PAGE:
Organisations need to be able to demonstrate their compliance
The regulator continues to emphasise the need for accountability within organisations and diligent record keeping. Organisations are required to demonstrate compliance with the GDPR. They need to be able to show the regulator that they take data protection compliance seriously and that they have recorded the steps showing such seriousness.
This is a break from the DPA where the perception had often been that many organisations only paid lip service to compliance.
The GDPR’s requirement to notify data breaches to the regulator
Under the DPA the regulator recommended that organisations notify it if they experienced a data breach. However, under the GDPR there is a requirement to notify the regulator and individuals’ affected under certain circumstances.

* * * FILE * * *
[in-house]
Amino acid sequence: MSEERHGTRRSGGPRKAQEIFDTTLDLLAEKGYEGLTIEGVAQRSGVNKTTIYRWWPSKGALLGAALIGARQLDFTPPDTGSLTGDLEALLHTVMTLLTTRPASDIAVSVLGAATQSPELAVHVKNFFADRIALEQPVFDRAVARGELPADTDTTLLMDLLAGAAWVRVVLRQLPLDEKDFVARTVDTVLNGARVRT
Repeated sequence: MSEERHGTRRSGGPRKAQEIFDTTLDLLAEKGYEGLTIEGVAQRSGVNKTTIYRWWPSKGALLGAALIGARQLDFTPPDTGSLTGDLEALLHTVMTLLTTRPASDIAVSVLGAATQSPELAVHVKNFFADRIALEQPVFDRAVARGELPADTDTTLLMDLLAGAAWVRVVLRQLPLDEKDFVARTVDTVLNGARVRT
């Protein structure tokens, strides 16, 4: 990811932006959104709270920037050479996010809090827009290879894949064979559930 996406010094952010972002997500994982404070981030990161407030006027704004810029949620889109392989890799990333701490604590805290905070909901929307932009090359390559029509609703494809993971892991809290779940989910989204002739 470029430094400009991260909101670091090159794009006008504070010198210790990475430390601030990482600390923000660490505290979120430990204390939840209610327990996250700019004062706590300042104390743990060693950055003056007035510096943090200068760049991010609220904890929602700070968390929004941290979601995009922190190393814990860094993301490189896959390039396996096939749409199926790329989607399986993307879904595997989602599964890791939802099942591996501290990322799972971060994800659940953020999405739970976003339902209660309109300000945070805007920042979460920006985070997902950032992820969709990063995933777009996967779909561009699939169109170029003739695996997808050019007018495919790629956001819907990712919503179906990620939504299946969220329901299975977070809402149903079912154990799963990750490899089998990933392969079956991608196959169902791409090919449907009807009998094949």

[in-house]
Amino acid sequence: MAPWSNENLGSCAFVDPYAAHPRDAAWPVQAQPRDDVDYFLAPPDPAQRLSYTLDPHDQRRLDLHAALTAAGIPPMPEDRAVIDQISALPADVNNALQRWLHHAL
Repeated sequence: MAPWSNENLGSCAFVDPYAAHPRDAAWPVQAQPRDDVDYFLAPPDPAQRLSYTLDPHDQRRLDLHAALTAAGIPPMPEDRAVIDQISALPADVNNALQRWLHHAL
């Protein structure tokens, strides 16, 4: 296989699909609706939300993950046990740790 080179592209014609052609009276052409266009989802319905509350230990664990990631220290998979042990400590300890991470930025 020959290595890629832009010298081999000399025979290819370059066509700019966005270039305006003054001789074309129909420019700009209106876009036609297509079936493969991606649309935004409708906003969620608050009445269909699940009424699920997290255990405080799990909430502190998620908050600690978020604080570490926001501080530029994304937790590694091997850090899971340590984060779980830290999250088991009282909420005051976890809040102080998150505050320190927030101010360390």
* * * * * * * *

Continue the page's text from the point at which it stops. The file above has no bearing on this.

This change means that organisations can no longer seek to keep quiet about data breaches. Under the GDPR organisations may still choose to keep quiet and not notify, but if the data breach becomes public and the regulator finds that the organisation did not comply with the law, any fine is likely to be a lot higher.
Consent is getting more specific
Organisations need a legal basis to process personal information. One of those legal bases is “consent”. This was the case under the DPA and continues under the GDPR. However, under the GDPR, that consent has to be more specific and more granular. For example, instead of getting consent for marketing by ‘opt out’ or, so called ‘soft opt in’, organisations have to obtain separate, specific ‘opt in’ consent for marketing by email, by telephone and by in product messaging. Also, under the GDPR, organisations have to inform individuals that they can withdraw such consent at any time.